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A word about creativity, electronic music and inclusivity from the multifaceted figure.


How did growing up in Paris influence you in terms of creativity?

Growing up in Paris gave me a lot of opportunities in terms of education and influences. It’s a city that is super diverse, with a huge mix of people and cultures. Because of its colonial history, France is a melting pot of different nationalities who have migrated to the country, and Paris is filled with a range of communities. It was a rich experience for me to grow up in this environment.

In terms of style, Paris is famous for being one of the capitals of fashion, and art in general. The city itself is like a museum because we have a lot of ancient monuments and buildings, and I think growing up here gave me a lot of taste and insight into many subjects. The diversity of my childhood shaped me and made me unique, in a way, because I evolved in a variety of different social classes and atmospheres.


Studying finance meant that I also grew up in a business school environment but at the same time, I was going to clubs. The clubbing scene in Paris at the end of the 90s and beginning of the 2000s was different- the scene was smaller and more concentrated. I felt that the links between different creative worlds were closer, with fashion and music of all different genres overlapping. My parents were huge clubbers, I have memories of being looked after by older children when my parents were going clubbing - they were regulars at Le Palace, Paris’s Studio 54, frequented by people like Yves Saint Laurent and Grace Jones. I was surrounded by these vibrations and this shaped me. I was never home, and that was natural to me - going from school, to tennis, to a fashion show and then a club. I consider myself lucky, for me growing up in Paris was super cool.


You’re an artist of many other talents. You played tennis, you worked in finance, you explored house before choosing techno. What do freedom and fluidity mean to you?

For me, it isn’t about freedom - it's about impulse and feeling. As I’ve become older and looked back on my life, I’ve realised I moved in cycles. I have this strong curiosity inside me with many interests, so I always explored as many subjects as I could, and at some point I decided this is how I want to shape my persona. Life is like a daily apprenticeship. I’m following a process that feels right to me. It may appear random, but it’s guided by my interests and curiosity, so it feels completely natural.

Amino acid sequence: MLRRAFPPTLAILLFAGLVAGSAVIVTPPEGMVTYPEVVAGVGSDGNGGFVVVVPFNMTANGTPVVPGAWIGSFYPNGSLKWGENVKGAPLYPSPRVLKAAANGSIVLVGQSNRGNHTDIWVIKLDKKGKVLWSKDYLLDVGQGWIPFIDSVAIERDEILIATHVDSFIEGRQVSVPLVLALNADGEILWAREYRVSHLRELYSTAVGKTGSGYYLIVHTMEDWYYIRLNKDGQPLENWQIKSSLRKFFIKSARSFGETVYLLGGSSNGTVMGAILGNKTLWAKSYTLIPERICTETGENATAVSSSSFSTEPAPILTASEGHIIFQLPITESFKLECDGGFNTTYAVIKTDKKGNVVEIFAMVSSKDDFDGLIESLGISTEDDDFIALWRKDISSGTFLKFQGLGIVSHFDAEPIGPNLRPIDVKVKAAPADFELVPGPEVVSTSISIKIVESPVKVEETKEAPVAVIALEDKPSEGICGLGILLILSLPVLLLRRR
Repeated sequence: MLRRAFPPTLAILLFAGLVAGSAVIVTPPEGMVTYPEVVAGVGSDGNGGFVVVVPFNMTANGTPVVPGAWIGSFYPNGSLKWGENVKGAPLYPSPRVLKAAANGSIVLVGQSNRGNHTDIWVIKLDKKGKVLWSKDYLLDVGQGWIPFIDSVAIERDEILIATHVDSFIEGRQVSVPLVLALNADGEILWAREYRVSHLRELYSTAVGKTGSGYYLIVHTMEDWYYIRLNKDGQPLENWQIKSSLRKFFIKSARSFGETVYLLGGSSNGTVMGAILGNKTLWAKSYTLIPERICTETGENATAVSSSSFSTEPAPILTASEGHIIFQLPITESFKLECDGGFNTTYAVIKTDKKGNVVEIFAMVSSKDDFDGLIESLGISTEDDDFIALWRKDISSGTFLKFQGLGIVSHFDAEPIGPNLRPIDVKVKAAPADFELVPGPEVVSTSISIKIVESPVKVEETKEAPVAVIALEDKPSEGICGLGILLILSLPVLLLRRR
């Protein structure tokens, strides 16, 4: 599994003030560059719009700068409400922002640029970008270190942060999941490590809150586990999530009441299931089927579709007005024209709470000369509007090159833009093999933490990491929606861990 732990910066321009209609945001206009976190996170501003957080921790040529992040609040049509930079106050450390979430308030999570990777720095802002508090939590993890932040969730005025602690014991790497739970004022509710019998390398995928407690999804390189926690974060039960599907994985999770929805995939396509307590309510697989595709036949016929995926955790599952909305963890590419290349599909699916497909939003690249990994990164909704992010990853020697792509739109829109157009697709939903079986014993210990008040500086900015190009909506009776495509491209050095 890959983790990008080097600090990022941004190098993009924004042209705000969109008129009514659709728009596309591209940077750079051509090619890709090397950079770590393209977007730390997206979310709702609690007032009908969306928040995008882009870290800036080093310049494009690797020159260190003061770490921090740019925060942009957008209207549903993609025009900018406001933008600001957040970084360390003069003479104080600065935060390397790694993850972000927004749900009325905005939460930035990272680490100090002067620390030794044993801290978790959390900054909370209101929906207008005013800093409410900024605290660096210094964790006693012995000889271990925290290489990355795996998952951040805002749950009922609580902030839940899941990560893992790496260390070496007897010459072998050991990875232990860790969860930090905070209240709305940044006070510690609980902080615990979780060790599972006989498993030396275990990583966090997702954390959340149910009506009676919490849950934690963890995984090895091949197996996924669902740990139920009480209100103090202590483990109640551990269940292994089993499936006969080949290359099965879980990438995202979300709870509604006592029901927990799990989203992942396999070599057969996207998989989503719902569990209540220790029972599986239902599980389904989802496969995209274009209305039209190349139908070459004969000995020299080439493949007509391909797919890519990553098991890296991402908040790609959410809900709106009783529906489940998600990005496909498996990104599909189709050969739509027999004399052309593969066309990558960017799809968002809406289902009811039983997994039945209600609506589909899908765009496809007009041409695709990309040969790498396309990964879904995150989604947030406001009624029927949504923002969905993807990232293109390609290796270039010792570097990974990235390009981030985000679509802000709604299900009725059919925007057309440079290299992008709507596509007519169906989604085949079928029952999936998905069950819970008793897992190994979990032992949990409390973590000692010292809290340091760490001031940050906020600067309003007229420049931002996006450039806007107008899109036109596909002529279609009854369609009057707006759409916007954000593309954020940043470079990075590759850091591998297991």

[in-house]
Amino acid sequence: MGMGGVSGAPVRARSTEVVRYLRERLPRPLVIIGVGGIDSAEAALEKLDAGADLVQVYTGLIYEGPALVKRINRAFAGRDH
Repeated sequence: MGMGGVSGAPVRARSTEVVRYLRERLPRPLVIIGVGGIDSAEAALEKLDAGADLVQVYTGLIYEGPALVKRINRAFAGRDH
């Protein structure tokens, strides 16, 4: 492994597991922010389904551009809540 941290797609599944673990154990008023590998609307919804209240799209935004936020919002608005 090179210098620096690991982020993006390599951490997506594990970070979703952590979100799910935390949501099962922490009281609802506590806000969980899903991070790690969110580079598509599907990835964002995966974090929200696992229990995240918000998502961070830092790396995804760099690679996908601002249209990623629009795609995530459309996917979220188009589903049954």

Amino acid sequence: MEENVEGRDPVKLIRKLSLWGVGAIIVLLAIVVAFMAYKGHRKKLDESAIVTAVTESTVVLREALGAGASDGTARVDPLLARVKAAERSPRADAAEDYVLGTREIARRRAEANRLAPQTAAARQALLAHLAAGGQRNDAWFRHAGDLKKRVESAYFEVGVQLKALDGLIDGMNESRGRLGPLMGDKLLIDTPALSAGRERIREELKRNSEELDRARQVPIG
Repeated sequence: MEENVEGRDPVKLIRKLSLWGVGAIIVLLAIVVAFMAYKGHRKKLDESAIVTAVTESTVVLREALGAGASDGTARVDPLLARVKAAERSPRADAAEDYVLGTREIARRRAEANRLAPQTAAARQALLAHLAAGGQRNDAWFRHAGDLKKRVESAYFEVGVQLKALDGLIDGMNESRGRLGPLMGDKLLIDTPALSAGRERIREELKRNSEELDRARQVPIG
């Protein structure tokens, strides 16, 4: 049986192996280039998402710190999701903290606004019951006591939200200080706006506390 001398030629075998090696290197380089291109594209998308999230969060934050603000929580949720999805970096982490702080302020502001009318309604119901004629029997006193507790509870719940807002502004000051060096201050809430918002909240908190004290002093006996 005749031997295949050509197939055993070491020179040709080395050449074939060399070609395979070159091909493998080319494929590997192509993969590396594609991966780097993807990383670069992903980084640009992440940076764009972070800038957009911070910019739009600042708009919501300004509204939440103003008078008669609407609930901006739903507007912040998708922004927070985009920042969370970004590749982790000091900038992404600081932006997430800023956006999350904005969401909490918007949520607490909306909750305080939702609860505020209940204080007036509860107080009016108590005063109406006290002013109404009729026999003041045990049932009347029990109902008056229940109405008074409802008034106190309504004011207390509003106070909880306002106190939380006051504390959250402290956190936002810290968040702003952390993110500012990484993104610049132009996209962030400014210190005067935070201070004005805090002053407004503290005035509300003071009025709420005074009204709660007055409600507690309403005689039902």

I started in house music, as when I first started clubbing I was guided by the circles I was in and by the clubs I attended, places like Les Bains Douches. It was 2001 and the scene in France was more house-oriented, with people like DJ Gregory and DJ Deep. If we’re talking about my musical evolution, this was the start. It was house music, classic, Chicago, then it became more ‘techy’, as the scene developed from about 2006 into harder sounds. I became more aligned with music coming from the likes of Dixon and Innervisions.


I was going to record shops a lot at the time and then I heard one record - I remember thinking that it was a bit harder, but it was organic, it was cool… and it was Klockworks, the first awakening of Ben Klock. And now here I am. I don’t see it as a switch from one scene to another, I was riding a musical road and following the path that led me here.


Returning to the question, a lot of my closest crew were into fashion or were stylists, so it made sense for me to lean into this too and start a fashion brand. There’s an internal logic to my life, led by a desire to evolve, to be better, and not to repeat myself or get stuck.

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Do you feel you are able to combine certain things you learnt from your other ventures with your career in music?